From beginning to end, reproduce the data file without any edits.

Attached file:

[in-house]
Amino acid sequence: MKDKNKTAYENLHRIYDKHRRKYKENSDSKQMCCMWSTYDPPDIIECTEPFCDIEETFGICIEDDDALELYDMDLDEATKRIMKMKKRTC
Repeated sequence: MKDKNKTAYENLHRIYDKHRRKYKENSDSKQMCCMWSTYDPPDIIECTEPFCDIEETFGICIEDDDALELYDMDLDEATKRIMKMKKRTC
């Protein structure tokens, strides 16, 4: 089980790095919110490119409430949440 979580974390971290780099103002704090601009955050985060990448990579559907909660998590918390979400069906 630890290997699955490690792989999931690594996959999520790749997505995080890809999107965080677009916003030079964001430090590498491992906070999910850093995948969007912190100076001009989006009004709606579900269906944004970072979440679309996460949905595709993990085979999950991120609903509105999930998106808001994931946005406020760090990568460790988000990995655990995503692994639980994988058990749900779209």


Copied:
[in-house]
Amino acid sequence: MKDKNKTAYENLHRIYDKHRRKYKENSDSKQMCCMWSTYDPPDIIECTEPFCDIEETFGICIEDDDALELYDMDLDEATKRIMKMKKRTC
Repeated sequence: MKDKNKTAYENLHRIYDKHRRKYKENSDSKQMCCMWSTYDPPDIIECTEPFCDIEETFGICIEDDDALELYDMDLDEATKRIMKMKKRTC
């Protein structure tokens, strides 16, 4: 089980790095919110490119409430949440 979580974390971290780099103002704090601009955050985060990448990579559907909660998590918390979400069906 630890290997699955490690792989999931690594996959999520790749997505995080890809999107965080677009916003030079964001430090590498491992906070999910850093995948969007912190100076001009989006009004709606579900269906944004970072979440679309996460949905595709993990085979999950991120609903509105999930998106808001994931946005406020760090990568460790988000990995655990995503692994639980994988058990749900779209």